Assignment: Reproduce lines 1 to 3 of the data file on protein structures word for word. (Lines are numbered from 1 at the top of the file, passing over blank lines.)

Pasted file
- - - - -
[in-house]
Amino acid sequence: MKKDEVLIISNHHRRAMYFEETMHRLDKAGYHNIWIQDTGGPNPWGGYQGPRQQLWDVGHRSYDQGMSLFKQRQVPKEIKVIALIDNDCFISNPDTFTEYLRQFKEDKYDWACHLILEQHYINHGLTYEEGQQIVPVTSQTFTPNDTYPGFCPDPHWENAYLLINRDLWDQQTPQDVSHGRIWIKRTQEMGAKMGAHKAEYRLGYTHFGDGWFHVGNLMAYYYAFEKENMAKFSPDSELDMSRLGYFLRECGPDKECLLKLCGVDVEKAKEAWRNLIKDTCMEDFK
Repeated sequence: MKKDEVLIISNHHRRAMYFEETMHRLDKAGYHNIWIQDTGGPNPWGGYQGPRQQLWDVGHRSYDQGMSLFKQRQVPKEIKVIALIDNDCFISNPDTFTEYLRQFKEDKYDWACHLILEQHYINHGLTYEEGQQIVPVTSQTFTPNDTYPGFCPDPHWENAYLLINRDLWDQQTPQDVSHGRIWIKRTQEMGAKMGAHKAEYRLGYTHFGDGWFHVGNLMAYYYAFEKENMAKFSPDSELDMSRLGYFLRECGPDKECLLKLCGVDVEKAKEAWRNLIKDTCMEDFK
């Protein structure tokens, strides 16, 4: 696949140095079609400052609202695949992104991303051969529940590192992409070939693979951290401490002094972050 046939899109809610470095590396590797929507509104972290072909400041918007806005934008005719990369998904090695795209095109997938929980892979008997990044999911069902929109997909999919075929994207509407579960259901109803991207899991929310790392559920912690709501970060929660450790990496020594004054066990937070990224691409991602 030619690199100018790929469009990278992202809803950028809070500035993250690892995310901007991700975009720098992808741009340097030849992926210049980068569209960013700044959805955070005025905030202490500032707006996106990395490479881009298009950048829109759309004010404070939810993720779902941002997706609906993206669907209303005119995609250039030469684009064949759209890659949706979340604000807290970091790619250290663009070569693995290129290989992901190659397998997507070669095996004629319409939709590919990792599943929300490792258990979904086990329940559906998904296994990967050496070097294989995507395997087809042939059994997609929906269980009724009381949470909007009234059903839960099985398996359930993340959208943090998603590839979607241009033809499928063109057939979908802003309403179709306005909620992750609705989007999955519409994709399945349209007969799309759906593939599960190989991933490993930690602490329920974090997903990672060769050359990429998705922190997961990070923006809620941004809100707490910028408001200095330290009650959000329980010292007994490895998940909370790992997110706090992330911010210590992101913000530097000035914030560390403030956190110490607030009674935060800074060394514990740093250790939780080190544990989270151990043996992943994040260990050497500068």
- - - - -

[in-house]
Amino acid sequence: MKKDEVLIISNHHRRAMYFEETMHRLDKAGYHNIWIQDTGGPNPWGGYQGPRQQLWDVGHRSYDQGMSLFKQRQVPKEIKVIALIDNDCFISNPDTFTEYLRQFKEDKYDWACHLILEQHYINHGLTYEEGQQIVPVTSQTFTPNDTYPGFCPDPHWENAYLLINRDLWDQQTPQDVSHGRIWIKRTQEMGAKMGAHKAEYRLGYTHFGDGWFHVGNLMAYYYAFEKENMAKFSPDSELDMSRLGYFLRECGPDKECLLKLCGVDVEKAKEAWRNLIKDTCMEDFK
Repeated sequence: MKKDEVLIISNHHRRAMYFEETMHRLDKAGYHNIWIQDTGGPNPWGGYQGPRQQLWDVGHRSYDQGMSLFKQRQVPKEIKVIALIDNDCFISNPDTFTEYLRQFKEDKYDWACHLILEQHYINHGLTYEEGQQIVPVTSQTFTPNDTYPGFCPDPHWENAYLLINRDLWDQQTPQDVSHGRIWIKRTQEMGAKMGAHKAEYRLGYTHFGDGWFHVGNLMAYYYAFEKENMAKFSPDSELDMSRLGYFLRECGPDKECLLKLCGVDVEKAKEAWRNLIKDTCMEDFK